When shame is present, we often seek external stimuli to cope with negative feelings or self-image. Pornography serves as an everyday escape, providing a false sense of intimacy. Other behaviors, such as substance abuse, will numb the pain of the shame while activities like compulsive shopping will attempt to fill the void and distract from the lack of a positive self-image. Even the relentless pursuit of success can act as a means to externally heal the negative self-image of shame within oneself.
“In the absence of a truth, the counterfeit will do.”
From a spiritual standpoint, it is crucial to recognize that Satan deceives us by presenting worldly things as counterfeits in an attempt to keep us away from our shame. Although it may appear on the surface that he is doing us a favor (which is his ultimate aim), in reality, we become bound by his lies, preventing us from healing the root causes of our shame and limiting us from living as Christ intended.
Understanding the roots and sources of shame is vital to address and overcome its impact on our lives.
Many individuals experience feelings of isolation and misunderstanding, which align with Satan’s objective of keeping us separated. This is where his influence lies. However, it is essential to recognize that most of us encounter similar root perceptions of shame. We refer to this as the Shame Inventory.
Look at this list, and see if you identify, even mildly, with 1, 2, or many of them.
I am a loser.
I am not a good person.
I am not lovable.
I am undesirable.
I am evil.
I am a pervert.
I am pathetic.
I am stupid.
I am a bad person.
I am worthless.
I am a monster.
I am repulsive.
I am shameful.
I am a terrible person.
I am despicable.
I am ugly.
I can’t change.
I am a failure.
I am incompetent.
I am insignificant.
I don’t deserve love.
I am damaged goods.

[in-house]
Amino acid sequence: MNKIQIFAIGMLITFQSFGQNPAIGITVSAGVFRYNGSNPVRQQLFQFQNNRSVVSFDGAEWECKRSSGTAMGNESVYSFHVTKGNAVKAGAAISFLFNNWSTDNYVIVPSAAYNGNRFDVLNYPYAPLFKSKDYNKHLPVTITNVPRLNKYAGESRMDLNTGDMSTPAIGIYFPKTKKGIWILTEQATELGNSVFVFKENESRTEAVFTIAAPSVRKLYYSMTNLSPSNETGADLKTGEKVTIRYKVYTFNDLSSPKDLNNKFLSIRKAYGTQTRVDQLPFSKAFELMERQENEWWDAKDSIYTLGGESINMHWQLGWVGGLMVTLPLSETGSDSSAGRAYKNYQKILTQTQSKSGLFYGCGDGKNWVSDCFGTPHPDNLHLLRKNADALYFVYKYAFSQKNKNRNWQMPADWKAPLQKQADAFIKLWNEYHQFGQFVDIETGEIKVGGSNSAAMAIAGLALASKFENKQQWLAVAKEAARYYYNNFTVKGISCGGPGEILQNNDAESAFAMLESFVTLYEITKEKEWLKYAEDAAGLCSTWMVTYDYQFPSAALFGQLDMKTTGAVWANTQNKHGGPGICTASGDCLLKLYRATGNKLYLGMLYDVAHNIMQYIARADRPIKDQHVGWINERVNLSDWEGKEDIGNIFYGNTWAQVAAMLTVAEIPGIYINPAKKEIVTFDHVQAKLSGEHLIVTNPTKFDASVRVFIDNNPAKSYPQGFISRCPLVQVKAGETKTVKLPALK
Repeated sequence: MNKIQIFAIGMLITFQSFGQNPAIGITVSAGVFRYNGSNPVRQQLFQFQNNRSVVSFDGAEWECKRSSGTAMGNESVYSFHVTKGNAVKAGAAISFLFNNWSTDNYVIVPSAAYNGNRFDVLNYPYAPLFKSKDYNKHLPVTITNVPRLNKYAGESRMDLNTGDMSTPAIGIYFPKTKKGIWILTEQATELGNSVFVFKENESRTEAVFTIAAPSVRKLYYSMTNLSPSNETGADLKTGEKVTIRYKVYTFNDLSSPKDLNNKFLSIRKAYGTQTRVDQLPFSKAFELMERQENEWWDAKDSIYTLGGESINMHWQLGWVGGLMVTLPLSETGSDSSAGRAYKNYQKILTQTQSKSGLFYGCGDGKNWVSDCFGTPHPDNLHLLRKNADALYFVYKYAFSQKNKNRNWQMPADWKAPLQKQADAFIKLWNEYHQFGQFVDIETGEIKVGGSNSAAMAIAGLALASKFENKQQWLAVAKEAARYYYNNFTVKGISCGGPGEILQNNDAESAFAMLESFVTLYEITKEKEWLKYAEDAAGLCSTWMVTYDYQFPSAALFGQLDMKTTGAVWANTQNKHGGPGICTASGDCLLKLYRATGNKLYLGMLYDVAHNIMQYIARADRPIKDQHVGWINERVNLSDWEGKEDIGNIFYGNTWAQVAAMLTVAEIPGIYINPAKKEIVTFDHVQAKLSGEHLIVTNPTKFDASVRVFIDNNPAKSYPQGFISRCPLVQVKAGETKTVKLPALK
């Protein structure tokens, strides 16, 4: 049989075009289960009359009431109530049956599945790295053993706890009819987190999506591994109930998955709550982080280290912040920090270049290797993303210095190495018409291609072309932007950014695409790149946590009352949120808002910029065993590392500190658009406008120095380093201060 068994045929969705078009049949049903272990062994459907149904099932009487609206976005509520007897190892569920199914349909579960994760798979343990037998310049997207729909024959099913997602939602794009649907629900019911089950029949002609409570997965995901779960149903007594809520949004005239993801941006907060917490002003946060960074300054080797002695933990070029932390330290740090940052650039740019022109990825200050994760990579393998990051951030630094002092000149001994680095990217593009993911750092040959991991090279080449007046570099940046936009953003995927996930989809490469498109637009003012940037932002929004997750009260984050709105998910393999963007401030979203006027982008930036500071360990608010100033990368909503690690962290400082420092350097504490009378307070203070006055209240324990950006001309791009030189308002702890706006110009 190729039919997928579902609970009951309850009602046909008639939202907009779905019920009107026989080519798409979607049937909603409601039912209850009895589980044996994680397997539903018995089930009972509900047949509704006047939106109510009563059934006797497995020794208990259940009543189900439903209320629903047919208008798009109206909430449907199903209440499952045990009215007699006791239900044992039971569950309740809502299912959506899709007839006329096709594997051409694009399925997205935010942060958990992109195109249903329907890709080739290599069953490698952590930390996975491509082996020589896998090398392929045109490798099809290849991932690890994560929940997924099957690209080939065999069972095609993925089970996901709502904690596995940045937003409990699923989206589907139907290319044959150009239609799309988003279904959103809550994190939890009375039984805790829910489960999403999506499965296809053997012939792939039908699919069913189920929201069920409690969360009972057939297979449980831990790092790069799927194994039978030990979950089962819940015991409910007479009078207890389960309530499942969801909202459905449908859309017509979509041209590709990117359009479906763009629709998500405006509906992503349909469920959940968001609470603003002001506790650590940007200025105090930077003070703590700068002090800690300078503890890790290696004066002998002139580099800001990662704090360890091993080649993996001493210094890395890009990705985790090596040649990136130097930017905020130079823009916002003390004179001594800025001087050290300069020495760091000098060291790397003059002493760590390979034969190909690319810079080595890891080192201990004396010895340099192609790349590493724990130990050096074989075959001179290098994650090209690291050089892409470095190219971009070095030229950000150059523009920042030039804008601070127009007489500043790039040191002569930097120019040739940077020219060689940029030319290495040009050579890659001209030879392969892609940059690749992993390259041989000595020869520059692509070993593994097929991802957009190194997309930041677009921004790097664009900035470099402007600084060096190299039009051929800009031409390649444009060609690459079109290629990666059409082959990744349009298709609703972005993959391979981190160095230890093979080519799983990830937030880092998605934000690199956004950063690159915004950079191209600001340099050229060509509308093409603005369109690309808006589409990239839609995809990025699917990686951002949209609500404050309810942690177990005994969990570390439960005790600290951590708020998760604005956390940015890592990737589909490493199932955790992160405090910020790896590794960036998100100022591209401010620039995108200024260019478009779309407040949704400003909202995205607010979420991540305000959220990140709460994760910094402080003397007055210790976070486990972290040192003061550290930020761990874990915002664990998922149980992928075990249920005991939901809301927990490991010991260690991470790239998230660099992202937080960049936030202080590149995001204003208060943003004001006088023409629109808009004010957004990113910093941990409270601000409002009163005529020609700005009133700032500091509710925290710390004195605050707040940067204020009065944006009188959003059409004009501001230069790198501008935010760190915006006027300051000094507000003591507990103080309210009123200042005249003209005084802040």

I have to be perfect to deserve love.
I am wicked.
No one could ever understand me.
The average person can typically relate to 7-10 of these statements, which often fuel our behaviors when feelings of shame arise. Consequently, these statements shape our identity.
No matter what you have done or been told in your life, it’s important to remember that these statements are not a reflection of your true identity. While your behavior may exhibit the characteristics mentioned, at the core, this is not who you indeed are. These statements should not define you. This realization is excellent news for you. Any statements you have identified as circled or written in are behavioral defects that can be changed and healed.
Another perspective on these perceived imperfections is known as the “false self.” The false self is a self-image that one develops throughout life, which does not align with the true identity created by God. The shame statements you have identified in the previous exercise are one way of defining your false self.
In our next article, we will delve further into how these false beliefs tend to shape our perceived identity and provide guidance on dismantling this false identity using scripture.